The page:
Sunday, August 19, 2007
Rop Gonggrijp and I proposed a panel session we ran on the first afternoon at the recent e-voting Dagstuhl seminar on the relationship between science and policy, the press, and politics. The other people on the panel, besides Rop and I, were J. Alex Halderman, Dan Wallach, and a member of the German press that was attending this event, Richard Sietmann. The main point of the panel was to emphasize to the audience that scientific work in this area cannot be divorced from politics and we also offered many war stories and advice on interacting with government, vendors, and the media. My main recommendation was that every scientist that is doing research that has potential media interest should read "A Scientist's Guide to Talking with the Media" by Richard Hayes and Daniel Grossman. I have found this book invaluable. It has informed my interactions with not only the media, but also with the general public, and even other experts. Clearly communicating the core of complex ideas, like those inherent in the "hot" topics of e-voting or applied formal methods, is critical. It is an added bonus when you can combine the disciplines, as convincing computer scientists of the use and utility of modern applied formal methods is just as hard as educating government ministers of the dangers of currently available commercial e-voting computers, but for entirely different reasons. I am encouraged by young researcher/activists like Alex and Dan. The world needs more activist scientists. These Ph.D. students and young not-yet-tenured professors are very brave to grab the e-voting bull by the horns, and I'm proud of them for that. Perhaps the generational apathy of the past 20 years can, in some small way, be counteracted by the all-consuming passion of the modern hacker/scientist? I know I'll keep making a fuss.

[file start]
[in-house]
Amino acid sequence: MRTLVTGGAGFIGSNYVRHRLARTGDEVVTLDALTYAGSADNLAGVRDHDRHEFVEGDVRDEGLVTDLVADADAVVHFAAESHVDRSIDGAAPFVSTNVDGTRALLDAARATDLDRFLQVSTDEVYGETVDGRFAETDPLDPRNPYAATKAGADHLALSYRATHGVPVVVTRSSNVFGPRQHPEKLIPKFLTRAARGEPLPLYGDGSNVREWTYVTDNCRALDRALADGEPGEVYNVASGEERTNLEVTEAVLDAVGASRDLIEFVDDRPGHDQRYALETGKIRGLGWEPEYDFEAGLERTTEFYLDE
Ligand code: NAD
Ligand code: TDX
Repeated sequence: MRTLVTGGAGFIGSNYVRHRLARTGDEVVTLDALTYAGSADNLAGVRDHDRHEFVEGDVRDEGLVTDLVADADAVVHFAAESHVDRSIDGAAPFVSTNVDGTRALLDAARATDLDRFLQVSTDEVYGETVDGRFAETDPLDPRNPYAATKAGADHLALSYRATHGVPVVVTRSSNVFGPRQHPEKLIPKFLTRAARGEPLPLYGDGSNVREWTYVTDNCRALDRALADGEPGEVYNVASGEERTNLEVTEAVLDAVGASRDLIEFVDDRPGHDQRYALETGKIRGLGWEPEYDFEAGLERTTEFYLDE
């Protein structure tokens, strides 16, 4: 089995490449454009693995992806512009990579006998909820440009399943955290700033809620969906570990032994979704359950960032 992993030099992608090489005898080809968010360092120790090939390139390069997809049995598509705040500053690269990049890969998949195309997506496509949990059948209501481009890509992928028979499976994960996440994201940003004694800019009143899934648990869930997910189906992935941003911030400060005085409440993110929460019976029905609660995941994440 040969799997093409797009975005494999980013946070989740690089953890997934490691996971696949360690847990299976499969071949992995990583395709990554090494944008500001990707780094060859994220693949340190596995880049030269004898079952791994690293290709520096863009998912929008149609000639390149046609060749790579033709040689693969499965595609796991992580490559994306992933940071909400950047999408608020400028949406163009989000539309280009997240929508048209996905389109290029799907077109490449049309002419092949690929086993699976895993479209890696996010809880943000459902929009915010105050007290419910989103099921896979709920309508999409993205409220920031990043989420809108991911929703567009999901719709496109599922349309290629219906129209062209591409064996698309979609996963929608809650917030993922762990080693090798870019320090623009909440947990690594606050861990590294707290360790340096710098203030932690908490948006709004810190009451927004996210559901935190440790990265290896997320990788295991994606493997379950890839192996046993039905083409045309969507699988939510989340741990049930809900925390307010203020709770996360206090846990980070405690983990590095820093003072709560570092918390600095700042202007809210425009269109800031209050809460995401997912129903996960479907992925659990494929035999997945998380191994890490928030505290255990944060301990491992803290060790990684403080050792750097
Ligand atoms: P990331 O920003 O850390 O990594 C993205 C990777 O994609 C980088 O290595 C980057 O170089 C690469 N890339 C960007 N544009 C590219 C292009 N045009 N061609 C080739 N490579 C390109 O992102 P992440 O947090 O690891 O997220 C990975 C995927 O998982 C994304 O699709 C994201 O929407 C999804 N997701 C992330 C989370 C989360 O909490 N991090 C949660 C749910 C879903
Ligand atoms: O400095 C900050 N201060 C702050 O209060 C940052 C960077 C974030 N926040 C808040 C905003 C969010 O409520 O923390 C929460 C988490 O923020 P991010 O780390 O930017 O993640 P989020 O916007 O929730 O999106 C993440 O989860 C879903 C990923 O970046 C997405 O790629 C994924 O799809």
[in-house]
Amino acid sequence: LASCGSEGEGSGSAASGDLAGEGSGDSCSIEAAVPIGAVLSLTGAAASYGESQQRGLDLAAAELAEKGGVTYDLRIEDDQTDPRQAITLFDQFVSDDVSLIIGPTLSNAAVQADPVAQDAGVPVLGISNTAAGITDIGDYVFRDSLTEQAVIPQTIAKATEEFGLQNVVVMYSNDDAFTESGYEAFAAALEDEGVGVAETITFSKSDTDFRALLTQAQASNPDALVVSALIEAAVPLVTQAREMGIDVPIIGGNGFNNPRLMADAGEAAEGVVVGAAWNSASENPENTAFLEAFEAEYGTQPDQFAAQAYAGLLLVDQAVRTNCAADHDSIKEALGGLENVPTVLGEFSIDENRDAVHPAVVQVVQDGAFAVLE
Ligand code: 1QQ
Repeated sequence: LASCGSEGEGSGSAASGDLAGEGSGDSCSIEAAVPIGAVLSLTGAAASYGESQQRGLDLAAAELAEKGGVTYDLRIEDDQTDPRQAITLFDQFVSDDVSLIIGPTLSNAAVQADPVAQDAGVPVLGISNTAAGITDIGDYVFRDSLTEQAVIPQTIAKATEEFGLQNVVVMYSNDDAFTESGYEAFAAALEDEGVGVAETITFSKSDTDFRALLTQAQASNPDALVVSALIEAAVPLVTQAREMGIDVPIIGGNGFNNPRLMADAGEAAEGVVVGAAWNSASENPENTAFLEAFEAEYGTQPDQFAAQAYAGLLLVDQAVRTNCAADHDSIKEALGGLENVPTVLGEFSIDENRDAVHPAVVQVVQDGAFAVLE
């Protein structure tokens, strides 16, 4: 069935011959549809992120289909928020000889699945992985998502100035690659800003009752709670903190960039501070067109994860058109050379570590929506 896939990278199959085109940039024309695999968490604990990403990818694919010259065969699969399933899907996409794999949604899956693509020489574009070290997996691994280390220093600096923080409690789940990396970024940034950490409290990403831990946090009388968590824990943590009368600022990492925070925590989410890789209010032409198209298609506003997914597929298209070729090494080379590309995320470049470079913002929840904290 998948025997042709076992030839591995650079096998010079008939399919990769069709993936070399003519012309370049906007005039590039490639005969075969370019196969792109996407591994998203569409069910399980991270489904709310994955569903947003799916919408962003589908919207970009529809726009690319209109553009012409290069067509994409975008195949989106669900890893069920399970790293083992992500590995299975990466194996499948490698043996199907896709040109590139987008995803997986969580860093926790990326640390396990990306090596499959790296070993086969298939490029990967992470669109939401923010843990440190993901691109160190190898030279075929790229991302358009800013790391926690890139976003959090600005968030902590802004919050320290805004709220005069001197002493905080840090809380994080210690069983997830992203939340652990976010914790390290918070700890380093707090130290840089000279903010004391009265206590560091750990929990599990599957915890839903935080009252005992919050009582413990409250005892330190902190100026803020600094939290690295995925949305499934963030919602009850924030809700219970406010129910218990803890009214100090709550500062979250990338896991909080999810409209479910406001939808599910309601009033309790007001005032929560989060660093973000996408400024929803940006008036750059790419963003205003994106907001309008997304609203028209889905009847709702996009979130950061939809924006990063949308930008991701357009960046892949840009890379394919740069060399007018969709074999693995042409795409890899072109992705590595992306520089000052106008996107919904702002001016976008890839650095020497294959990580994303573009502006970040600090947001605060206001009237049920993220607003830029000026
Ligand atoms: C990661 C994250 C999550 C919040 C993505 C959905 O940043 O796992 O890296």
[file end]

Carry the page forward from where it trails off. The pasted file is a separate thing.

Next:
Friday, August 17, 2007
2007 Electronic Voting Technology Workshop